Analysis of Operation
The original opinion that the collection of blood and the separation of
plasma would be "as simple as mixing a cocktail" promptly proved
fallacious. The mass production of liquid plasma and its shipment abroad were
very different from the production of small quantities for immediate local use.
There were long debates on the size and shape of the collecting bottles, the
stopper, the collection of blood by vacuum versus suction versus simple venous
pressure, and the technique of removal of supernatant plasma. There were also
discussions about the criteria for donors. Eventually, the age range was set at
21 to 60 years inclusive, the systolic blood pressure at 110 mm. Hg, and the
hemoglobin level at 80 percent. Fasting was considered desirable, but the
requirement proved impractical.
To set up criteria for production, to develop standard techniques, and to
insure the safety of the final product involved far more difficulties than could
be solved by volunteer part-time workers, and Dr. Charles R. Drew, later Assistant Professor of Surgery, Howard University, was appointed full-time medical supervisor of the project shortly after it was initiated.
The New York experience with liquid plasma led to the later decision that
dried plasma would best solve the problem of so-called blood substitutes for the
Armed Forces because of its greater stability; the simplicity of its packing, storage,
and transportation; and reduced losses from breakage.
The Blood for Britain project was a most valuable introduction to the later
development of the American Red Cross Blood Donor Service. ... The
experience of the New York chapter served as a pattern for the organization and
operation of the blood donor service which was to supply plasma for the Armed
Forces and blood for oversea shipment. This chapter was ready to begin
operations as soon as the Surgeons General of the Army and the Navy requested
the American Red Cross to be responsible for the blood donor program.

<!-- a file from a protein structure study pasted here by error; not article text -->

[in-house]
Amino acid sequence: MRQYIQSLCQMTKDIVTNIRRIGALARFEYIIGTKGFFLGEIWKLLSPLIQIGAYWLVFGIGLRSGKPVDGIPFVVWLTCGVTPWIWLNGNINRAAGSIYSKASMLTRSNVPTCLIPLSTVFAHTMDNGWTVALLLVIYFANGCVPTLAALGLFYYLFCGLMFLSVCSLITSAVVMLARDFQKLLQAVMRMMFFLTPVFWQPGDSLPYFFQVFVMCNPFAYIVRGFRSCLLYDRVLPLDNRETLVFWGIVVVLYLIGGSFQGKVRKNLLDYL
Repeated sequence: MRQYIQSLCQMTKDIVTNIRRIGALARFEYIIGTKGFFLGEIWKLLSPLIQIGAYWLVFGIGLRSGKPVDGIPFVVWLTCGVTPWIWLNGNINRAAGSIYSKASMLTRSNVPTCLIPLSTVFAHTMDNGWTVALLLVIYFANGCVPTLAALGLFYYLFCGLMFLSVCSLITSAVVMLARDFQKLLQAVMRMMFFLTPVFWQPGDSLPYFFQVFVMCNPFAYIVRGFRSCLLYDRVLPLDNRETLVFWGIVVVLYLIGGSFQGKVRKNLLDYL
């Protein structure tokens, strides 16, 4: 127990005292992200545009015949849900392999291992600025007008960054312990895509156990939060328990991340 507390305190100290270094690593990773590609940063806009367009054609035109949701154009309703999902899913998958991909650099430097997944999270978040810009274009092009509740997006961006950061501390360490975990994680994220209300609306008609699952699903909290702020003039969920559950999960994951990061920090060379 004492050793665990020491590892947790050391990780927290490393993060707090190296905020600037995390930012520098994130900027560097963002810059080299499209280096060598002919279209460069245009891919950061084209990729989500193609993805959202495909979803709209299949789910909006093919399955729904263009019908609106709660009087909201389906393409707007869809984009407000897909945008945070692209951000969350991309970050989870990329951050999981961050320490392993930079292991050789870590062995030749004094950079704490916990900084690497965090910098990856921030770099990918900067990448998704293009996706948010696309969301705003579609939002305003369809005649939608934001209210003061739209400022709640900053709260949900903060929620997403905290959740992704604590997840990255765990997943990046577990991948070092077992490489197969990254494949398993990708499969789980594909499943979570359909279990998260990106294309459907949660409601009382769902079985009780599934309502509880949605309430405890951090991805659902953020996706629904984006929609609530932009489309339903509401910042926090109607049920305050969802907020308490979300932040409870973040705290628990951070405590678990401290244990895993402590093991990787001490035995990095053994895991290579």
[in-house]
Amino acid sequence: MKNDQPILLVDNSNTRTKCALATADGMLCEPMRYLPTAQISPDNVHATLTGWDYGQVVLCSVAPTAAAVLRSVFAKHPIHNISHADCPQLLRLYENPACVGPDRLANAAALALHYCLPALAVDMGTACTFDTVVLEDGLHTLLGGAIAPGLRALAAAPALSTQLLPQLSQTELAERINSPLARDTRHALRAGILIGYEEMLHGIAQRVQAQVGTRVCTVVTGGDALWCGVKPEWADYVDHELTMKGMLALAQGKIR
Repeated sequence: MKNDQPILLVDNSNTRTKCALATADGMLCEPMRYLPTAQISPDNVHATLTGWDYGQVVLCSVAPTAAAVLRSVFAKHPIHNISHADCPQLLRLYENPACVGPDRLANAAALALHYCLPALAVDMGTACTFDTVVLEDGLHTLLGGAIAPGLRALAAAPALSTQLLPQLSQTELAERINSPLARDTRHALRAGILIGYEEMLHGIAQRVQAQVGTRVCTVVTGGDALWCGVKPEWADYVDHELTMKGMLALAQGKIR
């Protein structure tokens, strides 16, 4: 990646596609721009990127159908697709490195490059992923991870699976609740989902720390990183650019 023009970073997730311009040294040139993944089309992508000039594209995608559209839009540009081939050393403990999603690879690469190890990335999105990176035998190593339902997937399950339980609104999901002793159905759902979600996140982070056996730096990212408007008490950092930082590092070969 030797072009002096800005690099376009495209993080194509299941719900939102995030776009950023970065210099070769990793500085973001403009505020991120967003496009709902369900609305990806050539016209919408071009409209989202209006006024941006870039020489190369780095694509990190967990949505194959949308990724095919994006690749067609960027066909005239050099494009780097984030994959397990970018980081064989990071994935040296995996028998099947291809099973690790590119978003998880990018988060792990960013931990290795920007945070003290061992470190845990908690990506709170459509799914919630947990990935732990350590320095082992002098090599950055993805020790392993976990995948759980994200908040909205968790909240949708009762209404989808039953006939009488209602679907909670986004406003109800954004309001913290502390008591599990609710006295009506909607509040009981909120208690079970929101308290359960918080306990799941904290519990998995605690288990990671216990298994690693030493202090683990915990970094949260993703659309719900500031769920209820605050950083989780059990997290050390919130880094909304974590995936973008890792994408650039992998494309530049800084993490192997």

There were many mistakes made in the operation of the blood and plasma
program during the United States participation in World War II, but far more
would have been made without the trial-and-error experience of the Blood for
Britain project. The chief lesson learned was that blood and plasma, if they are
to remain uncontaminated and safe for use, must be handled in a completely
closed system. ...
The British Blood Program In World War II
The Association of Voluntary Blood Donors founded in Great Britain in 1922 later
became the British Red Cross Transfusion Service, the first organization of its
kind in the world and the forerunner of a number of similar associations in
Great Britain and elsewhere (37). Blood banks were in operation in
various hospitals in that country for at least 6 years before the outbreak of
World War II.
In the months after the Munich crisis in 1938, recent advances in transfusion techniques, especially the use of stored blood on the field in the Spanish Civil War, were under constant discussion in Great Britain (32, 37, 38). The Medical Research Council, on behalf of the Ministry of Health, established four blood depots in the outer suburbs of London. Arrangements were also made to establish an Army Transfusion Service, which would enroll all available donors in the South-Western Countries and which would also supply civilian needs in that area. ...
The British blood program was a remarkably successful operation for ... two
reasons ...: (1) that it was carefully planned before hostilities
began, and (2) that it was based on the concept that blood is a perishable
fluid, as potentially dangerous as it is potentially useful, and therefore to be
handled in special channels by specially trained personnel. The daily, almost
hourly, care that trained British officers and men gave to the blood they
handled reduced accidents to a minimum. The British also regarded it as
essential that their armies be self-contained as regards blood. The success of
the attempt in World War II, first made by the British in the Western Desert, to bring surgeons forward to casualties, was due in large part to the successful operation of the Army Transfusion Service.
A similar separate service was recommended by the Subcommittee on Blood
Substitutes, NRC, for the U.S. Armed Forces early in U.S. participation in the
war. ... Such a service was later set up in Italy, and time, expense, and
lives would have been spared if it had been put into operation when it was
Functions of the Army Transfusion Service
The chief function of the British Army Transfusion Service was to supply
blood and other fluids, including crystalloid solutions, with equipment for
their use, to the entire British Army overseas and in the United Kingdom, and
also to supply civilian needs in the areas of the United Kingdom in which it
operated. Liquid plasma was used in temperate climates and was safely exported
as far as India; it was kept cool but not under refrigeration.
Dried human grouping serum was prepared by the Army Transfusion Service. It
was selected because it did not require refrigeration. It was colored with
acriflavine for group A and with methylene blue for group B. ...
From BLOOD PROGRAM IN WORLD WAR II (SUPPLEMENTED BY EXPERIENCES IN THE KOREAN WAR) by Douglas Blair Kendrick. Washington, D.C.: Office of the Surgeon General, Department of the Army, 1989. (Provided by the Office of Medical History, Office of the Surgeon General/US Army Medical Command.)